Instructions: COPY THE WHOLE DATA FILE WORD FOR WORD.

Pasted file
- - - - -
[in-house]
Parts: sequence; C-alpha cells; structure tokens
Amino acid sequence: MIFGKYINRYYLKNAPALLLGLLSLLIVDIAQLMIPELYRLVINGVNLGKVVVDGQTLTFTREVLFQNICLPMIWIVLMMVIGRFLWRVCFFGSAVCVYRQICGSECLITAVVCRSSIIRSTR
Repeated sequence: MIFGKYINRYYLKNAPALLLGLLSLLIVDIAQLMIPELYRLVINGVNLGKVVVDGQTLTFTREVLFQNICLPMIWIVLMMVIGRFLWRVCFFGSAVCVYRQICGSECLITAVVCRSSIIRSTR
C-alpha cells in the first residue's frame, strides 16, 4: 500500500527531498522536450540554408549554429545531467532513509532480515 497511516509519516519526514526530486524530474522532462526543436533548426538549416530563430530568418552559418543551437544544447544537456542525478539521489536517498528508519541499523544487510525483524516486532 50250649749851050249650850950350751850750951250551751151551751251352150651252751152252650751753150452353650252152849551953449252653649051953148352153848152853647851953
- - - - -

[in-house]
Parts: sequence; C-alpha cells; structure tokens
Amino acid sequence: MIFGKYINRYYLKNAPALLLGLLSLLIVDIAQLMIPELYRLVINGVNLGKVVVDGQTLTFTREVLFQNICLPMIWIVLMMVIGRFLWRVCFFGSAVCVYRQICGSECLITAVVCRSSIIRSTR
Repeated sequence: MIFGKYINRYYLKNAPALLLGLLSLLIVDIAQLMIPELYRLVINGVNLGKVVVDGQTLTFTREVLFQNICLPMIWIVLMMVIGRFLWRVCFFGSAVCVYRQICGSECLITAVVCRSSIIRSTR
C-alpha cells in the first residue's frame, strides 16, 4: 500500500527531498522536450540554408549554429545531467532513509532480515 497511516509519516519526514526530486524530474522532462526543436533548426538549416530563430530568418552559418543551437544544447544537456542525478539521489536517498528508519541499523544487510525483524516486532 50250649749851050249650850950350751850750951250551751151551751251352150651252751152252650751753150452353650252152849551953449252653649051953148352153848152853647851953